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GA: Calls for Better Prenatal Care in Jails After Pregnant Mom Loses Baby

A recent lawsuit filed against Clayton County, Georgia, and Sheriff Kem Kimbrough has prompted human rights organizations and Georgia lawmakers to clamor for set guidelines for county jails across the state regarding the proper treatment of pregnant, incarcerated women.

Georgia's Department of Corrections incarcerates all pregnant prisoners at the Helms Transitional Center in Atlanta. There, according to GDOC officials, they receive 24-hour care from nurses, see an OB/GYN on a weekly basis and have access to an on-site ultrasound..

But in county jails across the state, where most of the pregnant women there are awaiting trial and haven't been convicted of a crime, prenatal care is lacking and varies from jail to jail.

A lawsuit filed last summer by DeShawn Balka, who at 5 1/2-months pregnant was jailed for a probation violation for misdemeanor marijuana possession, says that Clayton County jail officials could have prevented what happened to Balka and her unborn baby.

For days, Balka suffered from dehydration and bleeding that she says jail officials ignored. Then, in the pre-dawn hours one morning, Balka sat for hours on a toilet in her jail cell, complaining of nausea and stomach pain. She began screaming for a nurse. Her baby was in the toilet. Balka's cellmates banged on the bars to get the attention of guards, but 75 minutes later Balka's baby, Inyx O'Neil Balka, was declared dead.

Clayton County officials say they provided adequate care for Balka, but none, including Kimbrough, have said anything else in light of the lawsuit. It's unknown if Clayton Counts has specific guidelines on prenatal care for prisoners, or if it has a written policy on the controversial practice of using leg restraints on pregnant prisoners. Either is unlikely, considering that fewer than half the county jails across Georgia have such policies.

Some counties treat expectant mothers in jail at least somewhat humanely. In Fulton County, in-house medical personnel have the authority to prescribe bed rest or prenatal vitamins. But in places like Cobb County and Cherokee County, pregnant prisoners are restrained during transport with leg irons or handcuffs in the front and forced to wear chain belts around their waists.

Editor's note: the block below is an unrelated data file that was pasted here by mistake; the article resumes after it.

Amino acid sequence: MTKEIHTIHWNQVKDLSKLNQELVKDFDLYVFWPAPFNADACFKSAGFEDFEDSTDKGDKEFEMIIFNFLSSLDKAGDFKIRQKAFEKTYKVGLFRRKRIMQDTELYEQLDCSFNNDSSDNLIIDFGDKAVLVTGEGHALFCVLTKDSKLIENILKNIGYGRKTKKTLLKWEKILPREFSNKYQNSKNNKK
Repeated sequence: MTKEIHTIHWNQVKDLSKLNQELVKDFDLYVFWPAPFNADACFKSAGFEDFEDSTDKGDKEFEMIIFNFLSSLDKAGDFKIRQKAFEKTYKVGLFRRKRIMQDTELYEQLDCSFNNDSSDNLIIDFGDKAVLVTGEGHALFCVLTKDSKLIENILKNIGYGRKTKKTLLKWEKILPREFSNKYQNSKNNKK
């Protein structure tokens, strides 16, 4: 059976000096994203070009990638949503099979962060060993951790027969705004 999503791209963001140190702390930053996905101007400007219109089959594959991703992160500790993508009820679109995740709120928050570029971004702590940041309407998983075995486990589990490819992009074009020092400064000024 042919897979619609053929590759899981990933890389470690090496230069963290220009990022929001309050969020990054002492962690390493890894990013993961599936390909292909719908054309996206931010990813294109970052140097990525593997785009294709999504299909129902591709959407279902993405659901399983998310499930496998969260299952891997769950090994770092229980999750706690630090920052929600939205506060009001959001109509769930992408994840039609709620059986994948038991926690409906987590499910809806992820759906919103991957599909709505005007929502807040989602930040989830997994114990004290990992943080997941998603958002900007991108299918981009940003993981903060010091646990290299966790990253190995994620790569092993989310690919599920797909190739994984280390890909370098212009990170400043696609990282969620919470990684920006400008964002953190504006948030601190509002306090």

Cobb County Jail Col. Don Bartlett said restraints depend on a prisoner's charges and her behavior, but that "it comes down to common sense more than anything."

At least 15 states across the country have taken the "common sense" approach of banning shackling prisoners during labor, Florida began prohibiting shackles "during labor, delivery, and postpartum recovery" in July 2012. A similar bill that would've applied to counties was proposed in Georgia, but it didn't get out of committee.

Balka and prisoner advocates. Including the ACLU of Georgia, say that balancing public safety with providing a healthy environment for pregnant women must be a priority. A prisoner "should always be treated like a human," Balka said, adding that Clayton County jail officials failed to properly document her condition, supply adequate nutrition, or perform proper fetal monitoring.

Fier lawyer, Michael Mills, said that Inyx died because of "fundamental flaws in the system.”

"For anybody to have their baby die because of a misdemeanor pot charge is completely ludicrous," he said, "Clearly, this is a problem, and something is wrong."

Sources: The Atlanta Journal-Constitution;

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